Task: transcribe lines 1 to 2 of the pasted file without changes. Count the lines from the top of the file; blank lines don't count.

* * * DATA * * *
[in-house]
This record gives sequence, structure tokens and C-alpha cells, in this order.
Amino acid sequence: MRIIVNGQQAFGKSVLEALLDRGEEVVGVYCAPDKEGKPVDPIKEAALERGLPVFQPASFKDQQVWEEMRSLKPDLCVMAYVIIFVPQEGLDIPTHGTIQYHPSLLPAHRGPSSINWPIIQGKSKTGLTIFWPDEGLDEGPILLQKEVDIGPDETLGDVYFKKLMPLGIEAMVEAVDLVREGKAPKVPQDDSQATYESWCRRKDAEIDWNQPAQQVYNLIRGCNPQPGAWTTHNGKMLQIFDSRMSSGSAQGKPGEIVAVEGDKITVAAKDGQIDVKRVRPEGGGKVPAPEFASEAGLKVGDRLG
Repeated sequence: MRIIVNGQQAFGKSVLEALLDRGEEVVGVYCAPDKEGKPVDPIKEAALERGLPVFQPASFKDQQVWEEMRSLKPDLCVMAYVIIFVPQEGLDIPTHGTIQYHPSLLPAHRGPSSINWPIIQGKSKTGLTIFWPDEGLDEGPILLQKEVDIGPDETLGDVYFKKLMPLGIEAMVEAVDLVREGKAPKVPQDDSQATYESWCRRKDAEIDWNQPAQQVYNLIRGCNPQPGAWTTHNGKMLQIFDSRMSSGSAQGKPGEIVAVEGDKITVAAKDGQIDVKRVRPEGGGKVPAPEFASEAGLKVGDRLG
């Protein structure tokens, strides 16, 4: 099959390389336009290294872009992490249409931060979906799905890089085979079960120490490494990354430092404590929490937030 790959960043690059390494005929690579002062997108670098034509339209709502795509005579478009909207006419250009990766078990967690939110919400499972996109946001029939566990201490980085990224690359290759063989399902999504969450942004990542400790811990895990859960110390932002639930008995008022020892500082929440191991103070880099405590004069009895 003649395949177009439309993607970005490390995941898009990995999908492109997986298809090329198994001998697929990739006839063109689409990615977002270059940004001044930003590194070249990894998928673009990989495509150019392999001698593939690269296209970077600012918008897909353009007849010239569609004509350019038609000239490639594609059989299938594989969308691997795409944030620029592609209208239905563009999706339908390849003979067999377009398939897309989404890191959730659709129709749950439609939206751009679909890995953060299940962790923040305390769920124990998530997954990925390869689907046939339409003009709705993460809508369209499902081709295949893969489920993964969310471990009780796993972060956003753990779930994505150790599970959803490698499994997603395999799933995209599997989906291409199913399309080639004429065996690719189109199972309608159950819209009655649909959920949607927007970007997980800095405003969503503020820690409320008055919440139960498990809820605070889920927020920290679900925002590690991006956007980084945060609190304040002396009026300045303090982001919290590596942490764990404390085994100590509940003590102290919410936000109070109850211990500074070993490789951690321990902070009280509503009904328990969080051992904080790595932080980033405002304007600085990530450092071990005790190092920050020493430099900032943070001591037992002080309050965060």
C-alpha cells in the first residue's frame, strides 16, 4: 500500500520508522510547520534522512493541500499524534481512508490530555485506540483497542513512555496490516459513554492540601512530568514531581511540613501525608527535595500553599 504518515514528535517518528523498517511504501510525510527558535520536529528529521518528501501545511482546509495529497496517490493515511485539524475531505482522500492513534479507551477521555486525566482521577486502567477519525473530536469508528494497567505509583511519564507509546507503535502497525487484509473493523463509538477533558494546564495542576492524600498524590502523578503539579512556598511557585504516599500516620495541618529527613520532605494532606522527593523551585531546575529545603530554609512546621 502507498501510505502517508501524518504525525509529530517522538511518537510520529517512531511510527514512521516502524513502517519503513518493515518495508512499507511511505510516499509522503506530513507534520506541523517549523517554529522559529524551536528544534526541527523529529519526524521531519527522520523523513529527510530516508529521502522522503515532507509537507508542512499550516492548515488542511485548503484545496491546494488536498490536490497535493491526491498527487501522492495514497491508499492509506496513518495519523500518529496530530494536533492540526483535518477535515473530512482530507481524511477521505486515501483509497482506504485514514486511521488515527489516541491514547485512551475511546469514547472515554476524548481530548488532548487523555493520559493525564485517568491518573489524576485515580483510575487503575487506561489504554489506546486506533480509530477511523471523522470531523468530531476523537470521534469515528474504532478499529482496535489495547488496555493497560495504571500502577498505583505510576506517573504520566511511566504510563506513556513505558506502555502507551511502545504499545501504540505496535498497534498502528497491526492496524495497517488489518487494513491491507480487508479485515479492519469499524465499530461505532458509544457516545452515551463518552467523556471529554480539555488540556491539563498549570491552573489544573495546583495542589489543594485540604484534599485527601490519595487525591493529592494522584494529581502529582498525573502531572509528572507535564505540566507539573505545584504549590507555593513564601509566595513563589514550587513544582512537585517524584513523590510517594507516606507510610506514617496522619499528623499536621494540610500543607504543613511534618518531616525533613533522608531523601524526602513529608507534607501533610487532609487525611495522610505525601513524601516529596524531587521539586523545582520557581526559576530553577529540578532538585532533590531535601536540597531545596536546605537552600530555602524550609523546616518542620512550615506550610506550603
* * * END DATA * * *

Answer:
[in-house]
This record gives sequence, structure tokens and C-alpha cells, in this order.